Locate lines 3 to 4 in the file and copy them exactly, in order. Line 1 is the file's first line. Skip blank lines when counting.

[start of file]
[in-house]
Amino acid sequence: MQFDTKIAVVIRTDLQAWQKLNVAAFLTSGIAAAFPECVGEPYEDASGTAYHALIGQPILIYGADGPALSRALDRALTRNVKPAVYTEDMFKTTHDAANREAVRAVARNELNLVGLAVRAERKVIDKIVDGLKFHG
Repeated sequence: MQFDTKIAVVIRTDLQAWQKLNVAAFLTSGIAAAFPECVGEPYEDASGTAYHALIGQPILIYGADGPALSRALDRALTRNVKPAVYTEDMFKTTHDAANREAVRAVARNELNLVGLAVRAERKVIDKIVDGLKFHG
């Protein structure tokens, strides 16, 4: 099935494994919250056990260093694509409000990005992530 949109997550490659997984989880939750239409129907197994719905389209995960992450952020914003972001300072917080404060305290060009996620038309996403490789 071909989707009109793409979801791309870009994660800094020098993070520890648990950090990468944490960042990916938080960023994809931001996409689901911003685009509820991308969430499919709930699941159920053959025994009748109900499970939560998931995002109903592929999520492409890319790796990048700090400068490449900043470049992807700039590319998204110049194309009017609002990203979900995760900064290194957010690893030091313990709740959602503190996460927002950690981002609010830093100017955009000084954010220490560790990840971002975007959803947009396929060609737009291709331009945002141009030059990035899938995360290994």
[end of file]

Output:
Repeated sequence: MQFDTKIAVVIRTDLQAWQKLNVAAFLTSGIAAAFPECVGEPYEDASGTAYHALIGQPILIYGADGPALSRALDRALTRNVKPAVYTEDMFKTTHDAANREAVRAVARNELNLVGLAVRAERKVIDKIVDGLKFHG
């Protein structure tokens, strides 16, 4: 099935494994919250056990260093694509409000990005992530 949109997550490659997984989880939750239409129907197994719905389209995960992450952020914003972001300072917080404060305290060009996620038309996403490789 071909989707009109793409979801791309870009994660800094020098993070520890648990950090990468944490960042990916938080960023994809931001996409689901911003685009509820991308969430499919709930699941159920053959025994009748109900499970939560998931995002109903592929999520492409890319790796990048700090400068490449900043470049992807700039590319998204110049194309009017609002990203979900995760900064290194957010690893030091313990709740959602503190996460927002950690981002609010830093100017955009000084954010220490560790990840971002975007959803947009396929060609737009291709331009945002141009030059990035899938995360290994």